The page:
Friday, 26 July 2013

Crafty Fun

My first mosaic made last Friday evening
The company I work for periodically organizes social events for employees on evenings and weekends.

Most of the activities are sports related, such as volleyball, badminton, football (soccer), and even war games.

Gathering coloured tiles together and then arranging them
I wasn't particularly interested in them because I play badminton as if I'm playing tennis, I had my fill of volleyball during university, and definitely not into football or war games. But when there was an announcement about a mosaic class, I was keen to sign up.

And it turns out many others were too, so the organizers had to open a second class which I attended last Friday night.

It was held in a rented out classroom in a non-descript office building in Mongkok and all the attendees were women except for two men.

Carefully gluing each piece onto the frame
While the classroom next door was used for a magic class, we did some tricks of our own in creating crafty works of art from small broken tiles.

Before the class we had to choose what we'd like to do our mosaic on -- a round or rectangular wooden box or picture frame.

And before we started we had to think of a design using the coloured pieces in front of us. I had grand dreams of doing my piece de resistance for my first mosaic, but the materials we were given were small tiles that weren't particularly brilliant colours. Oh well. What do you expect for a HK$50 ($6.45) fee?

So I settled on a heart-shaped design to keep things simple. We first had to gather the coloured tile pieces we wanted to use for our design, and so I collected a combination of red and orange pieces. For the area around the heart, I picked out shades of blue, green, mauve, gray and white.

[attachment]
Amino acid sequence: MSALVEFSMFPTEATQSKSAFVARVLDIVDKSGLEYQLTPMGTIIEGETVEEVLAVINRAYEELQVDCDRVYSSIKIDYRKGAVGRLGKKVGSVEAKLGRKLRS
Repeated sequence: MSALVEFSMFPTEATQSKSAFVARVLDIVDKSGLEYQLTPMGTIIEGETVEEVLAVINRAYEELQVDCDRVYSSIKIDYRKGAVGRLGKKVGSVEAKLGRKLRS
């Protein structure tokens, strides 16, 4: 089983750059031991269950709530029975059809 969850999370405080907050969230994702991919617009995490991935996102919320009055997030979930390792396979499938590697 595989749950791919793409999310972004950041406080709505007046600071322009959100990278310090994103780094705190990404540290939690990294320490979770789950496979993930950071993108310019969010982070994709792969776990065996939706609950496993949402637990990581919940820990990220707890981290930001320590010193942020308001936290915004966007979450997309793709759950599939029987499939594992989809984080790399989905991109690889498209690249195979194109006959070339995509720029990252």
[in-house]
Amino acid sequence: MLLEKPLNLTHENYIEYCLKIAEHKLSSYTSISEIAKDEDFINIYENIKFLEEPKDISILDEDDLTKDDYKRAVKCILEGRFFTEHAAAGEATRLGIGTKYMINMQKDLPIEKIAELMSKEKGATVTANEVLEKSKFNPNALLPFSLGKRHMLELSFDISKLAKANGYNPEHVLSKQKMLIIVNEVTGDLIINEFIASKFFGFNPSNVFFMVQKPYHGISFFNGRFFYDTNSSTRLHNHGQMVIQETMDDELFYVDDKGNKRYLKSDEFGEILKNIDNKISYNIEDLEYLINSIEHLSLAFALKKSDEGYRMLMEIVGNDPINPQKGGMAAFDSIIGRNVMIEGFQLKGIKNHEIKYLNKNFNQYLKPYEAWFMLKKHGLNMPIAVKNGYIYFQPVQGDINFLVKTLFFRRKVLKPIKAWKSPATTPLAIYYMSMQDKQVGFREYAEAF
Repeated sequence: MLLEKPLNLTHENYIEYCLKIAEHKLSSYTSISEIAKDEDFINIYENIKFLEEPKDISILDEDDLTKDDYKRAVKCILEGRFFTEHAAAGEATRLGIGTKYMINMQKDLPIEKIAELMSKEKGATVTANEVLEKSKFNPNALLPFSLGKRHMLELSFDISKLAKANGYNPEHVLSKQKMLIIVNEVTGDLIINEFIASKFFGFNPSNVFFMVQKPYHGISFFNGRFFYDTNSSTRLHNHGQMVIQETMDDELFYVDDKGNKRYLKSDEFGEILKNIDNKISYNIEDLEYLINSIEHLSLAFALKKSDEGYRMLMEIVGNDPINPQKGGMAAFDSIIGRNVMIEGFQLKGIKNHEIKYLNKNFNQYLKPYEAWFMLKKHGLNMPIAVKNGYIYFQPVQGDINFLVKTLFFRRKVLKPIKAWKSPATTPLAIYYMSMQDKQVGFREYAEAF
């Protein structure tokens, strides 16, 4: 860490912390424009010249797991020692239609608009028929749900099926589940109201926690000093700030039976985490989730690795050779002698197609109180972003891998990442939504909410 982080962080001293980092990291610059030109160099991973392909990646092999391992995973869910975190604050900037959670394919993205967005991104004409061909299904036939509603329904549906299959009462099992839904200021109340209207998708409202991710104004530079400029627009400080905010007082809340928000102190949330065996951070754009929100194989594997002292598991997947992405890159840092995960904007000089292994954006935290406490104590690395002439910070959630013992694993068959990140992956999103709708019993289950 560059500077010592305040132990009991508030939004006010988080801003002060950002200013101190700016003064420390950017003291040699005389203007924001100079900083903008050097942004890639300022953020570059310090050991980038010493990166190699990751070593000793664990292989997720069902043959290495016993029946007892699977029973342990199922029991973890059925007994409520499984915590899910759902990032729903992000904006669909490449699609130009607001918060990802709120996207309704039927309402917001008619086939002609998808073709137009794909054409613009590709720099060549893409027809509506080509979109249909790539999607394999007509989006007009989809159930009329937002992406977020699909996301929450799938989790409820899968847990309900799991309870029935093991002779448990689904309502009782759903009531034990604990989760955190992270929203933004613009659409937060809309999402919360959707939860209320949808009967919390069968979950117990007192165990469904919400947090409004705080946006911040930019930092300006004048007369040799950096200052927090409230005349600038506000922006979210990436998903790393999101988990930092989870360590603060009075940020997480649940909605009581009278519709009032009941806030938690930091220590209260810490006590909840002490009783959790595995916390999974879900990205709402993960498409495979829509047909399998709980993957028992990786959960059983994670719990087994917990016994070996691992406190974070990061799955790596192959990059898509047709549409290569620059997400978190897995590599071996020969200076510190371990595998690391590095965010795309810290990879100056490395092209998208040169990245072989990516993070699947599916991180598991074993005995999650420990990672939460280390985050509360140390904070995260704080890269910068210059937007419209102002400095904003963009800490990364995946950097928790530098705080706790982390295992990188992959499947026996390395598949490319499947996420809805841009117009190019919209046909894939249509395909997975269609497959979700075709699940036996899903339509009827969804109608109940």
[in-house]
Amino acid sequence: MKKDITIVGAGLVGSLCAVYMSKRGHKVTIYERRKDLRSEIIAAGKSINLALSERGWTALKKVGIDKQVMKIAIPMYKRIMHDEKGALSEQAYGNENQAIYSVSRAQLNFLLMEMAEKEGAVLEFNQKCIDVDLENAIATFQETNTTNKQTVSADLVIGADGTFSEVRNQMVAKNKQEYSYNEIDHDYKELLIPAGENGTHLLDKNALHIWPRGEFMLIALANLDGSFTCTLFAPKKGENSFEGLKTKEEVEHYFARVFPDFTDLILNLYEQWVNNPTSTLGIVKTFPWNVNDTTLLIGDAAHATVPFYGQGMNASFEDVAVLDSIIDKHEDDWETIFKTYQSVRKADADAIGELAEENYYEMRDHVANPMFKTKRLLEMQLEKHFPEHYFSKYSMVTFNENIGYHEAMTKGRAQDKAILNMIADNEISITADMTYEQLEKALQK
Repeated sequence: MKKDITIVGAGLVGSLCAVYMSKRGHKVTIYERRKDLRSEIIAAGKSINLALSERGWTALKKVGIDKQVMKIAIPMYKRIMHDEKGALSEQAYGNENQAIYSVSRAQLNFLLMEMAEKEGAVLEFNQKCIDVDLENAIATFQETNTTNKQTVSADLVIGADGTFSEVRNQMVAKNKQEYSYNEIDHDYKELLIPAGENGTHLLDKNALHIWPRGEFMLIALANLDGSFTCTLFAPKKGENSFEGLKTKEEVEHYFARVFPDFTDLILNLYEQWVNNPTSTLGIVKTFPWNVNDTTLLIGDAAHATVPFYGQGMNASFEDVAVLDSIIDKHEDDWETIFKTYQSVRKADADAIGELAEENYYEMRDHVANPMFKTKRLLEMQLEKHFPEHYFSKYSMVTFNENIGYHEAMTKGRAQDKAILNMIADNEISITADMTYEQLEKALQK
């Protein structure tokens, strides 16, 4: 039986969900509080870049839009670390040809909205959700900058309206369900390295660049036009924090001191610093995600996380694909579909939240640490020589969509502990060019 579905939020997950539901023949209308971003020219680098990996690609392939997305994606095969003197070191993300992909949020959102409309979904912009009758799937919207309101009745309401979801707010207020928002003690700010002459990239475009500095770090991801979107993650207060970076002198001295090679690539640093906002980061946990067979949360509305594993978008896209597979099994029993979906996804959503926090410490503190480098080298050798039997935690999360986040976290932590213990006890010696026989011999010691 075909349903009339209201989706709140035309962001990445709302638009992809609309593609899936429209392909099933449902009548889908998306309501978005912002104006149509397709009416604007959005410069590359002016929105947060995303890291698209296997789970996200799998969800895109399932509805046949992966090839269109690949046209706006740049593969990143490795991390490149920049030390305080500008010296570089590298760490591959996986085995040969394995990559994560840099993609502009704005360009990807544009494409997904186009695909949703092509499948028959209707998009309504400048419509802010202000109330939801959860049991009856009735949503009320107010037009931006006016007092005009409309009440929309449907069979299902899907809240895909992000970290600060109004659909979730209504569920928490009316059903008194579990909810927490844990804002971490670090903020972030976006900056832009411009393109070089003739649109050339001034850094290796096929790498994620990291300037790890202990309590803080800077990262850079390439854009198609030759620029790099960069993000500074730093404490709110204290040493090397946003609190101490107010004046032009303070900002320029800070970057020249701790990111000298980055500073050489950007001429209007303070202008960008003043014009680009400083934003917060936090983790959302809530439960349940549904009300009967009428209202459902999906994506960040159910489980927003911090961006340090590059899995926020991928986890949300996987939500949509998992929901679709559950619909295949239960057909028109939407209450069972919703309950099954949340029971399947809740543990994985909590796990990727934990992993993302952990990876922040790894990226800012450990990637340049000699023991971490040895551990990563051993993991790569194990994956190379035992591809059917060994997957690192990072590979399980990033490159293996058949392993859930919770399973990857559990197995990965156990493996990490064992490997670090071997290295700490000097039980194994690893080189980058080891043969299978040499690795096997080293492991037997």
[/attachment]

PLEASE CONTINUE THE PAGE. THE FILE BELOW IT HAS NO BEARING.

Pushing grouting in between the tiles
Then we placed them on our box lid or frame to see how they looked and then had the tedious task of gluing them with regular white school glue. After they were all attached (somewhat), we had to dry them using a hairdryer.

This was perhaps the most tedious part because we had to make sure they were completely dry and stuck on the wood, but this was not always the case as we found out in the final step.

Then our friendly instructors made batches of grouting for us and using our fingers, had to fill the gaps between the small tiles with the grouting.

It was a pretty messy step, and those fashion plates who had manicured nails weren't keen on getting their hands dirty and strangely disappeared... so the instructors picked up their pieces and helped finish them off which was too kind of them.

The finished product waiting for stuff to be put in it
When we had finished filling the cracks with grouting, we used a wet tissue to wipe the tiles clean again, another tedious process, but made the results of our work come out two and a half hours later. Before we left our instructors took pictures of our work and placed them in clear plastic bags for us to take home. I clutched mine in the rainy street and proudly admired my first mosaic on the bus ride home.

No comments:

Post a Comment